KANSAS CITY — Waves of powerful thunderstorms swept across Missouri on Wednesday, spawning scattered tornadoes from the Kansas City area to the Bootheel but causing few injuries and only pockets of damage.
Sirens began blaring in the Kansas City metropolitan area at about 11:30 a.m. as dark storm clouds made their way north toward the city. At least two weak tornadoes touched down in or near the suburbs of Harrisonville, Mo., and Overland Park, Kan., but there were no reports of injuries or significant damage, meteorologist Julie Adolphson said.
Wailing sirens and dozens of warnings prompted anxiety throughout the day as they brought to mind the monster EF-5 tornado that killed at least 125 people in Joplin and destroyed much of that city Sunday.
Wednesday's heaviest destruction was reported in Sedalia, 75 miles east of Kansas City, where a tornado damaged several homes and businesses and prompted officials to end the school year several days early because of damage to buses. Fifteen to 25 people suffered minor injuries, officials said, and most were able to get themselves to the city's hospital for treatment.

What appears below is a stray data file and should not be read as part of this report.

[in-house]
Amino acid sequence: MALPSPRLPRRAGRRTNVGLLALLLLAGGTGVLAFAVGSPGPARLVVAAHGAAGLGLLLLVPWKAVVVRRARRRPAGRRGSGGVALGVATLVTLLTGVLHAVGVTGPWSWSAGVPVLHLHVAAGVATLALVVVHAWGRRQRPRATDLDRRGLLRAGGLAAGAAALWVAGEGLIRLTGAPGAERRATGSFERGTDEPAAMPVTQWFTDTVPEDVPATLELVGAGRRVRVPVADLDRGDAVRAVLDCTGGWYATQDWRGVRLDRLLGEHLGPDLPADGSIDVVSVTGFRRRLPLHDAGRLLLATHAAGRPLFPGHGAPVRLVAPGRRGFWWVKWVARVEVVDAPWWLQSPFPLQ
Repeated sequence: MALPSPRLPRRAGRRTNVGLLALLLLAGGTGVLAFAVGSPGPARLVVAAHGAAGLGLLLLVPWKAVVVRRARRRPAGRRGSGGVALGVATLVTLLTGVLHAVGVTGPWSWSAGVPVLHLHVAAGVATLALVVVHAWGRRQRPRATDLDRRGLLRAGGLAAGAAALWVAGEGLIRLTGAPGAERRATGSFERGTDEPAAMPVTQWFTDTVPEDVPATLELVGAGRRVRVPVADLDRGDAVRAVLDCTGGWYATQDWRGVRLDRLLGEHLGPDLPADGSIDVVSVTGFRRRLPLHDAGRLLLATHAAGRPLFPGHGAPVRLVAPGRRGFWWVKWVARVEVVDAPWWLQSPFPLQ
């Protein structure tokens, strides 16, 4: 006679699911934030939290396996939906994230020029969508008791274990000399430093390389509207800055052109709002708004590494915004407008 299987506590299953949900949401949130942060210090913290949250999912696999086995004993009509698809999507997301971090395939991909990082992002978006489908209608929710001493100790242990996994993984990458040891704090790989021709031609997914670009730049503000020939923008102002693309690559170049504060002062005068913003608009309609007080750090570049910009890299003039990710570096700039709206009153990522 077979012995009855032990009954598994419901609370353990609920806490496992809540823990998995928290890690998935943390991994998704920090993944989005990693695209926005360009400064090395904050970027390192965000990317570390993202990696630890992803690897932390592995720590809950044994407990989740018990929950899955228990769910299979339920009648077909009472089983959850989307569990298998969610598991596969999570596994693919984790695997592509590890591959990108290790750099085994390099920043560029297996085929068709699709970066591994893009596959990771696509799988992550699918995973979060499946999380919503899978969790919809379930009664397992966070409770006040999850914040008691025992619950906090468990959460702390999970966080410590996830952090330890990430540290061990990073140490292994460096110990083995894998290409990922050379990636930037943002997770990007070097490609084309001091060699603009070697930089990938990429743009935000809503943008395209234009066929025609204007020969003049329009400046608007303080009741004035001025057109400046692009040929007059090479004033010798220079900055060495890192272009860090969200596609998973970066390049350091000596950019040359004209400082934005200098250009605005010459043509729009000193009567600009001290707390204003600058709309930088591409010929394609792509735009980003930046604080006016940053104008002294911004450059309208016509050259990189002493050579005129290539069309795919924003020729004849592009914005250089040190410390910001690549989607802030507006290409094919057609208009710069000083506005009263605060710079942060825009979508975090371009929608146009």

Pettis County Sheriff Kevin Bond said thoughts of Joplin may have made Sedalia residents more cautious when the sirens sounded and spared the city from more serious injuries.
"Considering the destruction that occurred in Joplin — being that we're in tornado alley, and Sedalia has historically been hit by tornadoes in the past — I think people heeded that warning," Bond said. "And so I think that helped tremendously."
A half-mile-wide tornado cut a path through southeastern Missouri's Carter County, flipping a couple of mobile homes near Grandin and leaving a half-dozen homes near Ellsinore damaged or destroyed, said Larry Sandarciero, the county's emergency management director. Many more homes lost windows and shingles, and acres of trees were flattened.
"After what they're going through in Joplin, we are blessed to say we have no reported injuries," Sandarciero said. "We're absolutely thrilled."
Multiple funnel clouds dropped from the sky over Poplar Bluff without reaching the ground, and several other tornado warnings were posted for southeastern Missouri and neighboring portions of Illinois and Arkansas into Wednesday evening.
The abundance of reports had meteorologists sending out warnings at a frenzied pace.
"Everybody's working as fast and furious as possible," said Beverly Poole, chief meteorologist at the National Weather Service's Paducah, Ky., office, which covers southeastern Missouri and southern Illinois. "This is just a wild ride."
Poole said she saw it as especially significant that in many cases, there were reports of debris falling from the sky as far as 10 miles away from the actual centers of the storms, demonstrating "just how severe it is."
"It's just that that debris is being taken into very high levels and being spit right out," she said.